The newest issue of Teaching Classical Languages is a special issue devoted to the revised Standards for Classical Language Learning (2017). After Bart Natoli provides a comprehensive introduction to the Standards and sets them in their historical context, John Gruber-Miller proposes that the Standards epitomize integrative learning—making connections, addressing authentic situations, recognizing multiple perspectives, and contextualizing issues. In the next two perspectives, Liane Houghtalin shows how material culture contributes to the Cultures Goal and Willie Major shows how Greek is ideal for making Connections with other disciplines (Goal 3) and responding to student interest. Ronnie Ancona introduces the second half by arguing that the Standards are essential reading for all college classicists. Peter Anderson provides lesson plans for thinking about identity and friendship through the philosophy of Marcus Aurelius and shows how backward planning and Understanding by Design provide structural guidance for teachers using the standards. Using a variety of medieval bestiaries, Cynthia White shows how advanced undergraduates or graduate students can learn how to understand textual criticism and take advantage of the scores of manuscripts online. Finally, Timothy Hanford and Teresa Ramsby offer insights how the Standards provide structure and guidance for future teachers of Latin. Collectively, these perspectives should offer new insights for those already familiar with the Standards or are coming to them for the first time.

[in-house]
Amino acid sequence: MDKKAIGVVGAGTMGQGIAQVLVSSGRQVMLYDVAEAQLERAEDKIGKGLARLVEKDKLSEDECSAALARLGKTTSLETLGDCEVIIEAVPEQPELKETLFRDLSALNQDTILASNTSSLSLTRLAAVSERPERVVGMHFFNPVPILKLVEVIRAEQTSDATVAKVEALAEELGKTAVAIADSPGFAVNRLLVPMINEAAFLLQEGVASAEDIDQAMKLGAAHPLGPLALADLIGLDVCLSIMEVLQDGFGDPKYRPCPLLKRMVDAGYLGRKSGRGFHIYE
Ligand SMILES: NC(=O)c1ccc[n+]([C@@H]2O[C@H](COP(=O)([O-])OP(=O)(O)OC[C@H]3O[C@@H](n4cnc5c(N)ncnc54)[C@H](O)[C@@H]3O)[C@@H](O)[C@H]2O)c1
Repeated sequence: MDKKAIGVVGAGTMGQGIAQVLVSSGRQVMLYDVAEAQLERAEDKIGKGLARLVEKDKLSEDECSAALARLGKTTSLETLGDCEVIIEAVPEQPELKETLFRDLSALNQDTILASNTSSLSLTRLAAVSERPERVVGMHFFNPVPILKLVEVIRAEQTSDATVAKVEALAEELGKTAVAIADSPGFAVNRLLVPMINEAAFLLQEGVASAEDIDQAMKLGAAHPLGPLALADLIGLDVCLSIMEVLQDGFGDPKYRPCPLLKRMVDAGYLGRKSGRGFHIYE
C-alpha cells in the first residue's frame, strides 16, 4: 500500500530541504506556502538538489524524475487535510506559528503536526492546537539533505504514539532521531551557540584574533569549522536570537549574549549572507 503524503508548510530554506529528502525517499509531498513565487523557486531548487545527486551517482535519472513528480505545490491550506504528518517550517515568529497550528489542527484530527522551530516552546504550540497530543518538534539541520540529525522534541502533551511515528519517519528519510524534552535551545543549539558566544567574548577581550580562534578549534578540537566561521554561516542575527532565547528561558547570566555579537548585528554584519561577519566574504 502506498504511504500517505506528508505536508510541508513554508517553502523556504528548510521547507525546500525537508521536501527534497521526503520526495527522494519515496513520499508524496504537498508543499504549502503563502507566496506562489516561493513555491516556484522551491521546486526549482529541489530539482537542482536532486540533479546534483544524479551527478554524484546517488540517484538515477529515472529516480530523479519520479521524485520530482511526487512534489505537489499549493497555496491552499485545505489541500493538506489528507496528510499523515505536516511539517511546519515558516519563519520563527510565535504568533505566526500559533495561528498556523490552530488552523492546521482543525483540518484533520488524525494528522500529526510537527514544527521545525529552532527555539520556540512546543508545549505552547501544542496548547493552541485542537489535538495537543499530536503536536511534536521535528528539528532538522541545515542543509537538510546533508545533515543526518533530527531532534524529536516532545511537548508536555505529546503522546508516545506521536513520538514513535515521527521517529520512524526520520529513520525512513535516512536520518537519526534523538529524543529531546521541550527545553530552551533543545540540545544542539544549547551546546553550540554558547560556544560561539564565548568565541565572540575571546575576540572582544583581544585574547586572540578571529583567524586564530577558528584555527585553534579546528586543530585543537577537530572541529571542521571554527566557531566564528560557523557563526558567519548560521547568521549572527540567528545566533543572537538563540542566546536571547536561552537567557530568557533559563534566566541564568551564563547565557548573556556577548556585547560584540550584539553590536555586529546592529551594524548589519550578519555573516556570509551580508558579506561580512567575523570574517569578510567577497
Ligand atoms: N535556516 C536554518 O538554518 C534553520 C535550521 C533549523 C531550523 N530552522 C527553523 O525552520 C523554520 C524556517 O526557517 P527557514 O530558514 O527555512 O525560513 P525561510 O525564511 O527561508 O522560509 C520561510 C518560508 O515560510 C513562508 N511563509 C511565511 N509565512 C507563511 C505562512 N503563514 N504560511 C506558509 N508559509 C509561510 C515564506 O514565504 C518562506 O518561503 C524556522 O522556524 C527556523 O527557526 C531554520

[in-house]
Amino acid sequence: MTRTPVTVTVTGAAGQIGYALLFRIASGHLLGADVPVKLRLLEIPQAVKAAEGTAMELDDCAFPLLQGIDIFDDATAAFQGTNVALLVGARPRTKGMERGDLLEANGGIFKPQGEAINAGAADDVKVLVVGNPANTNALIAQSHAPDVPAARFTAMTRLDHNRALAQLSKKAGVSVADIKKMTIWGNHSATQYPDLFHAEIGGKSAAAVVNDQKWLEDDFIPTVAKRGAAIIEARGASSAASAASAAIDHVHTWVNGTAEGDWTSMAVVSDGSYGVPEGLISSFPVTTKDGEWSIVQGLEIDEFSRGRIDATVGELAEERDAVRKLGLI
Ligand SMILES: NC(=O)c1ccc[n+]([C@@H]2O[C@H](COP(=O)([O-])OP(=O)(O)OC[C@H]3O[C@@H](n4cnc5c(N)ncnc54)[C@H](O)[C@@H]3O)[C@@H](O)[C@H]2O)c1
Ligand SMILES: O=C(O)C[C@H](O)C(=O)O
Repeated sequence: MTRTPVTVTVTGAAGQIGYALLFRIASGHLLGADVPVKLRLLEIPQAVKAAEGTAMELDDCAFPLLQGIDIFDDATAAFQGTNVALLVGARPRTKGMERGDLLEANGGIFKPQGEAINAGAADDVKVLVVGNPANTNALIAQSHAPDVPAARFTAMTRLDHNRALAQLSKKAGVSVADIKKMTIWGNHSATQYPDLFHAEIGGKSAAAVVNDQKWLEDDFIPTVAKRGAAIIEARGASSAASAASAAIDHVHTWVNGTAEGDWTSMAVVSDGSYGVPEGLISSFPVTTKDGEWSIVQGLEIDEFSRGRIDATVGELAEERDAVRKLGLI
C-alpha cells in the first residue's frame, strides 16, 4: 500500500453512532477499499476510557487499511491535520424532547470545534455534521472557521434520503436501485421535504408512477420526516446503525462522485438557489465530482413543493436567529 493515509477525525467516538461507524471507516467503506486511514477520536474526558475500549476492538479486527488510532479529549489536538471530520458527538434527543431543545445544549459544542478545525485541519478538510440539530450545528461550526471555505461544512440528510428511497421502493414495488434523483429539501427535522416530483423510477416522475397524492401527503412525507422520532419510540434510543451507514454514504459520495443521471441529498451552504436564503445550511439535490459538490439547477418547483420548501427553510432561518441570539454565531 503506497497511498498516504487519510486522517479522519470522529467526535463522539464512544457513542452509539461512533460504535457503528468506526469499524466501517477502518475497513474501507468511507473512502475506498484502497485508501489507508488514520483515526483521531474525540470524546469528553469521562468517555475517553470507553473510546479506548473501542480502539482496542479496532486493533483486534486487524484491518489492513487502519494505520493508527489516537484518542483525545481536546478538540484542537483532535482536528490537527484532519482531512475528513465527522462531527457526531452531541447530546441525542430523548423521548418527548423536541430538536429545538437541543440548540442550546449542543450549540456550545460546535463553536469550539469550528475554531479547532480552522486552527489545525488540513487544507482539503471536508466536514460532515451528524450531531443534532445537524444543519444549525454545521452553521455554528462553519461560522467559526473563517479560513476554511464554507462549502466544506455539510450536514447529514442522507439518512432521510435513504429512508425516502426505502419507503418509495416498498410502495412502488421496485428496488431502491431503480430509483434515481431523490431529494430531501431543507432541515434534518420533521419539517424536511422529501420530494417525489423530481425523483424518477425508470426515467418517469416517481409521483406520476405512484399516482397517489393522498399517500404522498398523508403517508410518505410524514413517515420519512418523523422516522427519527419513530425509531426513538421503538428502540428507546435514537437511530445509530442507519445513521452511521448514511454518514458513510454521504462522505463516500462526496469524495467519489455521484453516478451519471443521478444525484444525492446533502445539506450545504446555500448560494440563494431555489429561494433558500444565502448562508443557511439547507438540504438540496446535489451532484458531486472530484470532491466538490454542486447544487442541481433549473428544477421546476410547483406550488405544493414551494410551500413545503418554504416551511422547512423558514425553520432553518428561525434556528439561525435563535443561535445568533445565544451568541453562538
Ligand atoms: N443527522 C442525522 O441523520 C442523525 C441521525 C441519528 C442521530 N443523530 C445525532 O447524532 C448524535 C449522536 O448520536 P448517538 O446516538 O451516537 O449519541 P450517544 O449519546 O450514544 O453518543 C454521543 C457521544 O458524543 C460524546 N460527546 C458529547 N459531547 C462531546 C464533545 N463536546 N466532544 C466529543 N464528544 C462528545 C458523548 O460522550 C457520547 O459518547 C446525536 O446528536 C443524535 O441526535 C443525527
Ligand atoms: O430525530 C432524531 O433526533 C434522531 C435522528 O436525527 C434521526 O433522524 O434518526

You can read the latest issue of Teaching Classical Languages at tcl.camws.org.
Editor, Teaching Classical Languages
Classical and Modern Languages
Mount Vernon, IA 52314